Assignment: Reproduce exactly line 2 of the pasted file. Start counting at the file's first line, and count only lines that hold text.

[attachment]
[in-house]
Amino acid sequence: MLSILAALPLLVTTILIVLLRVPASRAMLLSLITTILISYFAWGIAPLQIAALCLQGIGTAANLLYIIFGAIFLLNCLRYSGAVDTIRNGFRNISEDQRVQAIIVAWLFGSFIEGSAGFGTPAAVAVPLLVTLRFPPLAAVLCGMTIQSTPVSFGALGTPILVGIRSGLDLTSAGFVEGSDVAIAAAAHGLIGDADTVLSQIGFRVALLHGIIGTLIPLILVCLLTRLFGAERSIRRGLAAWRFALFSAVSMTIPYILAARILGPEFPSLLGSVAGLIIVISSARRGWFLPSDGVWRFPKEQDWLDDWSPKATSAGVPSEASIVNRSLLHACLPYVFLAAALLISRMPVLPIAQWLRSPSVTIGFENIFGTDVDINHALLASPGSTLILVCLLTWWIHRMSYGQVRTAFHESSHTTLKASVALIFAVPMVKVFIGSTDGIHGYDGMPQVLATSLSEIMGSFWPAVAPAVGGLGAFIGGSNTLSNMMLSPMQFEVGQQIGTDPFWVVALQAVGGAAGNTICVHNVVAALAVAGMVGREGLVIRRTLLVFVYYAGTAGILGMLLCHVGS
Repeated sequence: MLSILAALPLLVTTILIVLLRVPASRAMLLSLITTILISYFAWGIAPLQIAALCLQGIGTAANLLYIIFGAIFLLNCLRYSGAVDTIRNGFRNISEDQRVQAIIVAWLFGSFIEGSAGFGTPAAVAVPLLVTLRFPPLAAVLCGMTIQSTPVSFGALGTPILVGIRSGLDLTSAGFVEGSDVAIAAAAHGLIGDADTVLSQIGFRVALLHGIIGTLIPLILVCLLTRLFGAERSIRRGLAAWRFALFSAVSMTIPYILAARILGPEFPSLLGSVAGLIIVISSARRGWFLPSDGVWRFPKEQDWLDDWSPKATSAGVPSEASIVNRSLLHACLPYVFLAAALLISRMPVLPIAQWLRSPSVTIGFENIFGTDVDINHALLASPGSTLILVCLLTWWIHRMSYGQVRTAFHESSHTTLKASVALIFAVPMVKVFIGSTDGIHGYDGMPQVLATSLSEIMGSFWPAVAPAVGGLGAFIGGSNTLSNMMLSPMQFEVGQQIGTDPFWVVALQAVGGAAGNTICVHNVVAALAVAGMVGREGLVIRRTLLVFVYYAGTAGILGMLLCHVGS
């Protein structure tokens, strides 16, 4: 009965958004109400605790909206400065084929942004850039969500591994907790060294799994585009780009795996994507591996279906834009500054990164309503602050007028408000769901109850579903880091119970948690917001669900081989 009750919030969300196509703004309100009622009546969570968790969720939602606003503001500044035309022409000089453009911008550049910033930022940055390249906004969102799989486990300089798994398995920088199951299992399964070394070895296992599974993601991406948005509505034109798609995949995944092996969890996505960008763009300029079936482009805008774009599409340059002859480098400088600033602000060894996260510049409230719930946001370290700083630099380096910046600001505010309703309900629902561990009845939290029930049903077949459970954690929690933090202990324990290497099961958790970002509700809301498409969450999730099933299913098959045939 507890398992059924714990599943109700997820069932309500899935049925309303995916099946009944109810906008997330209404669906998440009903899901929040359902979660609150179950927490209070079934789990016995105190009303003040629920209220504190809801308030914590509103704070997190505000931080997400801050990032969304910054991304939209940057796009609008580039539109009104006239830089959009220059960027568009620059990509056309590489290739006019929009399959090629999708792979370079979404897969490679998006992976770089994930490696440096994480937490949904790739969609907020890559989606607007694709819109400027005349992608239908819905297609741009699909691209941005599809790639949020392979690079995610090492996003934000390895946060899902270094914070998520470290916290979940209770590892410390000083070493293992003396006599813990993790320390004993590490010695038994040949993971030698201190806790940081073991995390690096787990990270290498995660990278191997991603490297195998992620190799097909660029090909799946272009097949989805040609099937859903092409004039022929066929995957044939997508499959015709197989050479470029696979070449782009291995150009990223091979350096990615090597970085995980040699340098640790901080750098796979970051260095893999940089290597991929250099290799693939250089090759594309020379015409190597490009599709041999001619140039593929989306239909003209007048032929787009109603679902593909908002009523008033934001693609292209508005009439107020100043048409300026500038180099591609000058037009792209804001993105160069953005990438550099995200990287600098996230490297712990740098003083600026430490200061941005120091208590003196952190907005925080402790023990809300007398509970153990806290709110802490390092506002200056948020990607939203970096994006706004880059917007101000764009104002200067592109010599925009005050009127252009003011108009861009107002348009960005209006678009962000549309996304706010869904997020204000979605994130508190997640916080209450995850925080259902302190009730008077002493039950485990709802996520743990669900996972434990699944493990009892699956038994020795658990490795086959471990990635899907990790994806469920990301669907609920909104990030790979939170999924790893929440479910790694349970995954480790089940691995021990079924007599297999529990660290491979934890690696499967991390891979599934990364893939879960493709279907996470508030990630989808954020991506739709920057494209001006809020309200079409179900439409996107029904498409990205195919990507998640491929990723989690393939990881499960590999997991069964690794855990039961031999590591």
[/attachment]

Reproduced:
Amino acid sequence: MLSILAALPLLVTTILIVLLRVPASRAMLLSLITTILISYFAWGIAPLQIAALCLQGIGTAANLLYIIFGAIFLLNCLRYSGAVDTIRNGFRNISEDQRVQAIIVAWLFGSFIEGSAGFGTPAAVAVPLLVTLRFPPLAAVLCGMTIQSTPVSFGALGTPILVGIRSGLDLTSAGFVEGSDVAIAAAAHGLIGDADTVLSQIGFRVALLHGIIGTLIPLILVCLLTRLFGAERSIRRGLAAWRFALFSAVSMTIPYILAARILGPEFPSLLGSVAGLIIVISSARRGWFLPSDGVWRFPKEQDWLDDWSPKATSAGVPSEASIVNRSLLHACLPYVFLAAALLISRMPVLPIAQWLRSPSVTIGFENIFGTDVDINHALLASPGSTLILVCLLTWWIHRMSYGQVRTAFHESSHTTLKASVALIFAVPMVKVFIGSTDGIHGYDGMPQVLATSLSEIMGSFWPAVAPAVGGLGAFIGGSNTLSNMMLSPMQFEVGQQIGTDPFWVVALQAVGGAAGNTICVHNVVAALAVAGMVGREGLVIRRTLLVFVYYAGTAGILGMLLCHVGS